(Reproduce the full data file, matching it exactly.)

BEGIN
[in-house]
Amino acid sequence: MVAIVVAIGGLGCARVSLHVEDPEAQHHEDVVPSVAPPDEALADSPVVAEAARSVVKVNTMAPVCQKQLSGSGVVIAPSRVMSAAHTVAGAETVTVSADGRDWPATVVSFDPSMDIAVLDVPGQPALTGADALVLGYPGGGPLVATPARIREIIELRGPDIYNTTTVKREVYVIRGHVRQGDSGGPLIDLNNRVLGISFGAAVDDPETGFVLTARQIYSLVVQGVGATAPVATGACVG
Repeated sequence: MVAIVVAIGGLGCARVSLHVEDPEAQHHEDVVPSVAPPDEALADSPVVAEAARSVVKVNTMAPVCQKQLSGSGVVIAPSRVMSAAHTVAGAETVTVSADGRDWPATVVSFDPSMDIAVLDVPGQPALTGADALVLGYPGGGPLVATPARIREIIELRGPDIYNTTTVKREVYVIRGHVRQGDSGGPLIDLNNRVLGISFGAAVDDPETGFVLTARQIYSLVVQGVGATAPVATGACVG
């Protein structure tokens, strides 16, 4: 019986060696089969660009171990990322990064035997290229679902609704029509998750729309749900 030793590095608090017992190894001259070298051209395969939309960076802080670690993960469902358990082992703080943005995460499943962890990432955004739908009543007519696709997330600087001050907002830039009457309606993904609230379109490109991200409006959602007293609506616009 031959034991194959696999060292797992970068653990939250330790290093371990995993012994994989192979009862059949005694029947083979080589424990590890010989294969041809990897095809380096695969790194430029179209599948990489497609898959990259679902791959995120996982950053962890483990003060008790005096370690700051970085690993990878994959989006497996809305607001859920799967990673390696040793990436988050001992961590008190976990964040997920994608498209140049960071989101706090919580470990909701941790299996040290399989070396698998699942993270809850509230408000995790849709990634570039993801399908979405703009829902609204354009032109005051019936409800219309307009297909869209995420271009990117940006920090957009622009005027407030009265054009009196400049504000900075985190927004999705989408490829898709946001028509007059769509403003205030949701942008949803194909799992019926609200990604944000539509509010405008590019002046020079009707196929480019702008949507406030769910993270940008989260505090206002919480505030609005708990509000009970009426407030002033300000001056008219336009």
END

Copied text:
[in-house]
Amino acid sequence: MVAIVVAIGGLGCARVSLHVEDPEAQHHEDVVPSVAPPDEALADSPVVAEAARSVVKVNTMAPVCQKQLSGSGVVIAPSRVMSAAHTVAGAETVTVSADGRDWPATVVSFDPSMDIAVLDVPGQPALTGADALVLGYPGGGPLVATPARIREIIELRGPDIYNTTTVKREVYVIRGHVRQGDSGGPLIDLNNRVLGISFGAAVDDPETGFVLTARQIYSLVVQGVGATAPVATGACVG
Repeated sequence: MVAIVVAIGGLGCARVSLHVEDPEAQHHEDVVPSVAPPDEALADSPVVAEAARSVVKVNTMAPVCQKQLSGSGVVIAPSRVMSAAHTVAGAETVTVSADGRDWPATVVSFDPSMDIAVLDVPGQPALTGADALVLGYPGGGPLVATPARIREIIELRGPDIYNTTTVKREVYVIRGHVRQGDSGGPLIDLNNRVLGISFGAAVDDPETGFVLTARQIYSLVVQGVGATAPVATGACVG
């Protein structure tokens, strides 16, 4: 019986060696089969660009171990990322990064035997290229679902609704029509998750729309749900 030793590095608090017992190894001259070298051209395969939309960076802080670690993960469902358990082992703080943005995460499943962890990432955004739908009543007519696709997330600087001050907002830039009457309606993904609230379109490109991200409006959602007293609506616009 031959034991194959696999060292797992970068653990939250330790290093371990995993012994994989192979009862059949005694029947083979080589424990590890010989294969041809990897095809380096695969790194430029179209599948990489497609898959990259679902791959995120996982950053962890483990003060008790005096370690700051970085690993990878994959989006497996809305607001859920799967990673390696040793990436988050001992961590008190976990964040997920994608498209140049960071989101706090919580470990909701941790299996040290399989070396698998699942993270809850509230408000995790849709990634570039993801399908979405703009829902609204354009032109005051019936409800219309307009297909869209995420271009990117940006920090957009622009005027407030009265054009009196400049504000900075985190927004999705989408490829898709946001028509007059769509403003205030949701942008949803194909799992019926609200990604944000539509509010405008590019002046020079009707196929480019702008949507406030769910993270940008989260505090206002919480505030609005708990509000009970009426407030002033300000001056008219336009």